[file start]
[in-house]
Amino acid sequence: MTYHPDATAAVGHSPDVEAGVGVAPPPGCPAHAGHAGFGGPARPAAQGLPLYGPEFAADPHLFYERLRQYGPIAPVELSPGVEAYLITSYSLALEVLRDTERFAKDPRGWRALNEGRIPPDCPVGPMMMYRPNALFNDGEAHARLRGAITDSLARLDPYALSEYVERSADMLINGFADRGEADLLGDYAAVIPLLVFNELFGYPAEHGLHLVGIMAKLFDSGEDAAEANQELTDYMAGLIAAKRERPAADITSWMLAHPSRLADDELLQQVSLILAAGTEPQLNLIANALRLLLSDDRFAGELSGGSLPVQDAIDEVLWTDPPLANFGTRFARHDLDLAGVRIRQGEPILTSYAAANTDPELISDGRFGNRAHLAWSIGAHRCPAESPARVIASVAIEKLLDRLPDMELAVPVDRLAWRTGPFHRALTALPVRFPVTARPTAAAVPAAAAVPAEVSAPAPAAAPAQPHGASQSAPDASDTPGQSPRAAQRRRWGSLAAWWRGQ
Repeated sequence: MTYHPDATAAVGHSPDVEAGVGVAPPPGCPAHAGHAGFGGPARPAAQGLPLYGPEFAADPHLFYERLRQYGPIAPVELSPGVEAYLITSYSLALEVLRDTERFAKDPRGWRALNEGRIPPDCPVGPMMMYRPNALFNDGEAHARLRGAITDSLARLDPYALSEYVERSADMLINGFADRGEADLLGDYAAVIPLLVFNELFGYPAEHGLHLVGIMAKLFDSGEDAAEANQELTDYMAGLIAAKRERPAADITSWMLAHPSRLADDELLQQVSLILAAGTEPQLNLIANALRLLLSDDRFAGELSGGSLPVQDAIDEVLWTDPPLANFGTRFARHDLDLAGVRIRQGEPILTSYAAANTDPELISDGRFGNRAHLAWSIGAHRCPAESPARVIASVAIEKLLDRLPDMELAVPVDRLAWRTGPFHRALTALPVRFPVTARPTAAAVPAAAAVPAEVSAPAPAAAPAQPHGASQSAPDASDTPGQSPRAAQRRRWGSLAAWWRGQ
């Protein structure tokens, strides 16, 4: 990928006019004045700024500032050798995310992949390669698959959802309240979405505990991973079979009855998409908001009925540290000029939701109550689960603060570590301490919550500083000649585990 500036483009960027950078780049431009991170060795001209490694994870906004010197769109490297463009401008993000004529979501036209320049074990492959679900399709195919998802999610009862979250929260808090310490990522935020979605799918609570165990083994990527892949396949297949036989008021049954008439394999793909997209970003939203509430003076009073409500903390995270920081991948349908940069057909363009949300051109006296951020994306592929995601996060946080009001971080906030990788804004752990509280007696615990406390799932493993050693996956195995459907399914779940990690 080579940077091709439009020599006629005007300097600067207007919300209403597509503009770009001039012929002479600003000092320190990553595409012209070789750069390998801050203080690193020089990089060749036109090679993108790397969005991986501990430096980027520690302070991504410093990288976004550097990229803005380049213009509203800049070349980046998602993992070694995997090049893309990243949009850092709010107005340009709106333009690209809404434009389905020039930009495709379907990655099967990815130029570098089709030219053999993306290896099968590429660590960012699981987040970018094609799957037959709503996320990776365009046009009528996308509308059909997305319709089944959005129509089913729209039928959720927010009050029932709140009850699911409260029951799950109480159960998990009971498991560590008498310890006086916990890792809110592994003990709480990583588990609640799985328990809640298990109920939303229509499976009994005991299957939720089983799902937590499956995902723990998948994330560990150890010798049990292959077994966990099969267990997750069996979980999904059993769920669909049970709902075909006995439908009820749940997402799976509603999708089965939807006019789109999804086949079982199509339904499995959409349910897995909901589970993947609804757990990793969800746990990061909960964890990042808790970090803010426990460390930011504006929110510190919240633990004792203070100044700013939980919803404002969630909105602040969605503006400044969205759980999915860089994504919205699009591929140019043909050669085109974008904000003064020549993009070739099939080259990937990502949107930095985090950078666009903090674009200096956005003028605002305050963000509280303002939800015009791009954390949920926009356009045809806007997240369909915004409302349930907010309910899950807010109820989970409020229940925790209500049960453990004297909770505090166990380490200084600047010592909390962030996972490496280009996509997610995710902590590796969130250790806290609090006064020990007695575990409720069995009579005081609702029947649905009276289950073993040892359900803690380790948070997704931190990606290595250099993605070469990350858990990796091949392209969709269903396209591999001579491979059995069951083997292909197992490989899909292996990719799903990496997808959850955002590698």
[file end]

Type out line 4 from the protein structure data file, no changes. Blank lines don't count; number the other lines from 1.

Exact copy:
């Protein structure tokens, strides 16, 4: 990928006019004045700024500032050798995310992949390669698959959802309240979405505990991973079979009855998409908001009925540290000029939701109550689960603060570590301490919550500083000649585990 500036483009960027950078780049431009991170060795001209490694994870906004010197769109490297463009401008993000004529979501036209320049074990492959679900399709195919998802999610009862979250929260808090310490990522935020979605799918609570165990083994990527892949396949297949036989008021049954008439394999793909997209970003939203509430003076009073409500903390995270920081991948349908940069057909363009949300051109006296951020994306592929995601996060946080009001971080906030990788804004752990509280007696615990406390799932493993050693996956195995459907399914779940990690 080579940077091709439009020599006629005007300097600067207007919300209403597509503009770009001039012929002479600003000092320190990553595409012209070789750069390998801050203080690193020089990089060749036109090679993108790397969005991986501990430096980027520690302070991504410093990288976004550097990229803005380049213009509203800049070349980046998602993992070694995997090049893309990243949009850092709010107005340009709106333009690209809404434009389905020039930009495709379907990655099967990815130029570098089709030219053999993306290896099968590429660590960012699981987040970018094609799957037959709503996320990776365009046009009528996308509308059909997305319709089944959005129509089913729209039928959720927010009050029932709140009850699911409260029951799950109480159960998990009971498991560590008498310890006086916990890792809110592994003990709480990583588990609640799985328990809640298990109920939303229509499976009994005991299957939720089983799902937590499956995902723990998948994330560990150890010798049990292959077994966990099969267990997750069996979980999904059993769920669909049970709902075909006995439908009820749940997402799976509603999708089965939807006019789109999804086949079982199509339904499995959409349910897995909901589970993947609804757990990793969800746990990061909960964890990042808790970090803010426990460390930011504006929110510190919240633990004792203070100044700013939980919803404002969630909105602040969605503006400044969205759980999915860089994504919205699009591929140019043909050669085109974008904000003064020549993009070739099939080259990937990502949107930095985090950078666009903090674009200096956005003028605002305050963000509280303002939800015009791009954390949920926009356009045809806007997240369909915004409302349930907010309910899950807010109820989970409020229940925790209500049960453990004297909770505090166990380490200084600047010592909390962030996972490496280009996509997610995710902590590796969130250790806290609090006064020990007695575990409720069995009579005081609702029947649905009276289950073993040892359900803690380790948070997704931190990606290595250099993605070469990350858990990796091949392209969709269903396209591999001579491979059995069951083997292909197992490989899909292996990719799903990496997808959850955002590698």